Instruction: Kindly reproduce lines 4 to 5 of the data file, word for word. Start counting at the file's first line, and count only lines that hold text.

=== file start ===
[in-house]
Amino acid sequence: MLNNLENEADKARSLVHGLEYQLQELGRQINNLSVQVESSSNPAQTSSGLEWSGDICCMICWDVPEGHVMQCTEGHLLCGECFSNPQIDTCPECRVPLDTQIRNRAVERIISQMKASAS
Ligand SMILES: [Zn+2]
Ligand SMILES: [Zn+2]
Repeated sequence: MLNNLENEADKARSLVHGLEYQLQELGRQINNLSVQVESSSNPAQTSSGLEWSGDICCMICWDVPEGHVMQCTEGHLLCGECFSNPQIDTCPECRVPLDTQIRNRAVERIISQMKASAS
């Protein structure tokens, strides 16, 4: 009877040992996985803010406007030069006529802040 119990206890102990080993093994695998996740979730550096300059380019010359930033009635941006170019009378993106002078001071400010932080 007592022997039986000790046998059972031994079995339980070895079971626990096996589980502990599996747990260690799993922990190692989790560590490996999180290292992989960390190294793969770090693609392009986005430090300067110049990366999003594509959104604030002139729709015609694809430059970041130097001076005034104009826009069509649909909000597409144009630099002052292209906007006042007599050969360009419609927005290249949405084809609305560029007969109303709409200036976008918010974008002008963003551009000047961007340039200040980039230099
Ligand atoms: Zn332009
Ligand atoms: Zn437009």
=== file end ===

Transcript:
Ligand SMILES: [Zn+2]
Repeated sequence: MLNNLENEADKARSLVHGLEYQLQELGRQINNLSVQVESSSNPAQTSSGLEWSGDICCMICWDVPEGHVMQCTEGHLLCGECFSNPQIDTCPECRVPLDTQIRNRAVERIISQMKASAS